After the first raids around AD 800, some Vikings clearly settled, especially in Caithness, Sutherland and on the north and west coasts, as evidenced by pagan Viking graves. This material is currently being reassessed as part of the Pagan Norse Graves of Scotland project by James Graham-Campbell and Caroline Paterson, but summaries of much of the evidence can be found in Batey (1993) and Graham-Campbell and Batey (1998, 113ff). There is also ongoing work on aDNA analysis of some Viking graves in the British Isles, which includes samples taken for the Balnakeil burial (Case Study Balnakeil Viking Burial, Sheridan et al 2018).
Unfortunately, very few Viking burials have been excavated in recent times in the Highlands apart from a young male from Balnakeil buried with weapons (Batey and Paterson 2012; Case Study Balnakeil Viking Burial) and a boat burial from Ardnamurchan (Harris et al 2017). These two finds, together with the Scar boat burial on Orkney, allow for archaeologists to glean information on burial rites, including a pattern of the deliberate breaking of weapons (Harris et al 2017, 200).
Of the Highland pagan burials, only Balnakeil has been radiocarbon dated. This gave a date of cal AD 680–860; even at its upper end this date is earlier than the expected traditional dating based on some of the artefacts (Batey and Paterson 2012). No radiocarbon dating was done for the two teeth surviving from the Ardnamurchan burial. Despite the number of known and possible graves (see Table 8.6), skeletal material only appears to have been preserved from Balnakeil.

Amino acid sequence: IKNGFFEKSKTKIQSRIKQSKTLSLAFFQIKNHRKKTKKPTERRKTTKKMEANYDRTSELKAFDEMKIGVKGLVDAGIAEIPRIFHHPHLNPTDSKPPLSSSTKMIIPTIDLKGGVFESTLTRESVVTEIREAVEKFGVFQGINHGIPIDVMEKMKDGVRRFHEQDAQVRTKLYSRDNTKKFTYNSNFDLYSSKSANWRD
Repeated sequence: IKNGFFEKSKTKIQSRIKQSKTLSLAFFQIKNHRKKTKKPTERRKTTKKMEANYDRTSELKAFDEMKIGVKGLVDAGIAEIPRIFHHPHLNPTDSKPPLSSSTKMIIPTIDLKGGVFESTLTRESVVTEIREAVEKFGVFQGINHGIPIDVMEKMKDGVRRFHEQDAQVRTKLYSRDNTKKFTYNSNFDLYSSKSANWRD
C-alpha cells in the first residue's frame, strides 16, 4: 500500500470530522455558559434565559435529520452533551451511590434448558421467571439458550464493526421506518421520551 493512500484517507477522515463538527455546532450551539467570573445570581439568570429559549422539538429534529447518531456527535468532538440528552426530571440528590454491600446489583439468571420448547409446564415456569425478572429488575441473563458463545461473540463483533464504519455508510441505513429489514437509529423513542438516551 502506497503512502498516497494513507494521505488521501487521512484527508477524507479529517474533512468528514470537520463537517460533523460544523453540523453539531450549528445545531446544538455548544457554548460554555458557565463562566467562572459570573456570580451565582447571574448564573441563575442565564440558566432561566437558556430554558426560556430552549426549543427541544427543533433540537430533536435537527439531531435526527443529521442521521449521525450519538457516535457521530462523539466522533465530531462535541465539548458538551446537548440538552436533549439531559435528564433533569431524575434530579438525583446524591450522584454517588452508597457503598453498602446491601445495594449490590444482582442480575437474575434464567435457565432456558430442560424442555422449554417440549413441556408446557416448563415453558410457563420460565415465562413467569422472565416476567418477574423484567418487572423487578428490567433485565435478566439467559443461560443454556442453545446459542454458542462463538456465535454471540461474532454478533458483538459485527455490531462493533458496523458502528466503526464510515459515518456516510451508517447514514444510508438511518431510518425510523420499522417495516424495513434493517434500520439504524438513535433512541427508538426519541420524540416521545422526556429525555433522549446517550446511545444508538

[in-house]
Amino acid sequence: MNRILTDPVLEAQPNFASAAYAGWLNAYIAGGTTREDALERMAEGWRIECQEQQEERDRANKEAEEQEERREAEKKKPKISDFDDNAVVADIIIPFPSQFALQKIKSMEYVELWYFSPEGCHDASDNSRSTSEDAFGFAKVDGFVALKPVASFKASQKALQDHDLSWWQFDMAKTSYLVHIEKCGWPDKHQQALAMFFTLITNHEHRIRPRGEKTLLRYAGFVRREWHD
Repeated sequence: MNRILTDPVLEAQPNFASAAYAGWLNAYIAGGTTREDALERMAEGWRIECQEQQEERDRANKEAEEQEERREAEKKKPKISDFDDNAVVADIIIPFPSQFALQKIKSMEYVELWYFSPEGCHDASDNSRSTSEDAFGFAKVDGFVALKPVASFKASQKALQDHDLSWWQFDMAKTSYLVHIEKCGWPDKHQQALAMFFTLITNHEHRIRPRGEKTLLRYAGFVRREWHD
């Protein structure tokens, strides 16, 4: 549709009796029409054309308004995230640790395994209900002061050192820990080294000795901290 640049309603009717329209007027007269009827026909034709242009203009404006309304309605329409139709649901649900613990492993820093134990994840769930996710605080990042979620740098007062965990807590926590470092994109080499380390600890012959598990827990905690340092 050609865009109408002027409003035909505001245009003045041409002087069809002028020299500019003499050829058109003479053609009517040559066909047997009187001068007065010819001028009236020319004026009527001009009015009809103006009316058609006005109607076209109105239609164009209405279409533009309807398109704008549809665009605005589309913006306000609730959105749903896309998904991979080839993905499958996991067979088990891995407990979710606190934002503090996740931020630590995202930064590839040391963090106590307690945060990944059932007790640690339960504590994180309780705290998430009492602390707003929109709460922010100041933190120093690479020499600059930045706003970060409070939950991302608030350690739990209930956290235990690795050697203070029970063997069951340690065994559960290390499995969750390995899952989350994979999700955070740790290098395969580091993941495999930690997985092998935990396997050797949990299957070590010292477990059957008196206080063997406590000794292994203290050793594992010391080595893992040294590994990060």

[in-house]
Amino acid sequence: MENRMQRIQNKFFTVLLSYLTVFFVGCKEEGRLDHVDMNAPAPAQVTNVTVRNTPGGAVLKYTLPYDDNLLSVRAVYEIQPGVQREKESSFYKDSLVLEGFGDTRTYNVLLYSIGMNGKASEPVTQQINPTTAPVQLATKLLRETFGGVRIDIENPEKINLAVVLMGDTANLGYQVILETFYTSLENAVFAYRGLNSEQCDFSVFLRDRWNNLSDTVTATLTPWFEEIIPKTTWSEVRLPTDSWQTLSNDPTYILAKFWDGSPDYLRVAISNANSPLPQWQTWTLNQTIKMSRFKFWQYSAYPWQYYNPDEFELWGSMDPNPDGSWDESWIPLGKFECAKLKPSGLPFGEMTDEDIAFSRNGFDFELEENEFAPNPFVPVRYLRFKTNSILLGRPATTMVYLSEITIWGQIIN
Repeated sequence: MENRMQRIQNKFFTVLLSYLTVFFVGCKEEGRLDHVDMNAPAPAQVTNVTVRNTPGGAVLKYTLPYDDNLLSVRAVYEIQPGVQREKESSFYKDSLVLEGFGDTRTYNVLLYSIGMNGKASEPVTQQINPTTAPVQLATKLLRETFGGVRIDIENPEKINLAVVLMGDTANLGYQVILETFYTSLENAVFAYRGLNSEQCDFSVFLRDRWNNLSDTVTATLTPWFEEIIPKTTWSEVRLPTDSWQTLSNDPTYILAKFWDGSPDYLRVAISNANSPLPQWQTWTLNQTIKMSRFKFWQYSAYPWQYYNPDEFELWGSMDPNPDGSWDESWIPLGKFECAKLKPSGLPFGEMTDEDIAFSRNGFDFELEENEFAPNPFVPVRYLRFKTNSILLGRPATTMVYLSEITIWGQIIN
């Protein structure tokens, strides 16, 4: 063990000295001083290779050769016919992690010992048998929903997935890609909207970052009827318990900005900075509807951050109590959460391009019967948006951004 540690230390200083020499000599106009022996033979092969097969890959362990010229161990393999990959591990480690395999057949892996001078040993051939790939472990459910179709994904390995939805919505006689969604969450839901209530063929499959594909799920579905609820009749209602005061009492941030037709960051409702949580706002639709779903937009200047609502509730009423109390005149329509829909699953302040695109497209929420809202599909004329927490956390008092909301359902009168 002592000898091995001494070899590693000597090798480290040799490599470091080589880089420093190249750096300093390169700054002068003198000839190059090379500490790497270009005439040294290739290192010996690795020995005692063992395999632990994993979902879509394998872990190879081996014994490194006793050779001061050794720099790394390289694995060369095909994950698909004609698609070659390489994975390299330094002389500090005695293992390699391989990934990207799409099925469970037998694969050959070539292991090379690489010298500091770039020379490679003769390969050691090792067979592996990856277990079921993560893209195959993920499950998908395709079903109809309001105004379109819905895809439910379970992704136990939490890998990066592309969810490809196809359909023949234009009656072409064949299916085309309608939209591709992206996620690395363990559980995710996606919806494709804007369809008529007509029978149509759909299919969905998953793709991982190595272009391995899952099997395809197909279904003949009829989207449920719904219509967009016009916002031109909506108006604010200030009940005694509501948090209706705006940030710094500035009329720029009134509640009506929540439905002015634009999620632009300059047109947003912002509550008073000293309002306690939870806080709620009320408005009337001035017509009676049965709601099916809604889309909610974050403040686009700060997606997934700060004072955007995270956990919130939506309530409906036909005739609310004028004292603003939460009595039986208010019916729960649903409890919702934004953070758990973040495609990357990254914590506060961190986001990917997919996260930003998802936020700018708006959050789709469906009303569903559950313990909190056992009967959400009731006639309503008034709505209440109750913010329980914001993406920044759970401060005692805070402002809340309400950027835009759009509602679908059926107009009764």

Some burials were inserted into prehistoric cairns for example Tote on Skye (MHG5134; Case Study Tote Cairn Burial). Most graves have been excavated as single entities, but they are likely to have belonged to larger cemeteries, as at Reay and on Eigg. The grave goods in Highland Viking burials show connections with the wider Viking world. Some were clearly people of status and distinction: the brass sword hilt with silver and gilt decoration from Eigg is one of the finest of its class in Scotland or Scandinavia and joins a group of unique Norwegian, Irish and Carolingian objects from the two mound graves near Kildonnan Chapel (Graham-Campbell and Batey 1998, 84). The dating remains controversial, but most Viking graves appear to be from mid 9th through the 10th centuries, perhaps representing individuals from a couple of generations after the initial raids. They include approximately as many wealthy female burials as male burials. Once the Scandinavian settlers adopted Christianity this source of evidence disappears.
In some cases, isolated finds especially oval brooches have been proposed as from disturbed graves (Table 8.6). The Pagan Norse Graves of Scotland project will hopefully provide further contexts for these graves and allow regional perspectives.
Despite a long tradition that Sigurd the Mighty, an Orcadian jarl featuring in the Orkneyingasaga, was buried at Cyderhall in Sutherland in the late 9th century (Crawford 1987, 58), there is no evidence to confirm this. An inhumation burial found during recent excavations was dated to cal AD 998–1155, showing this was clearly not Sigurd (Young et al 2019).
Map 8.4 Pagan Viking Graves
Map 8.4 Pagan Viking Graves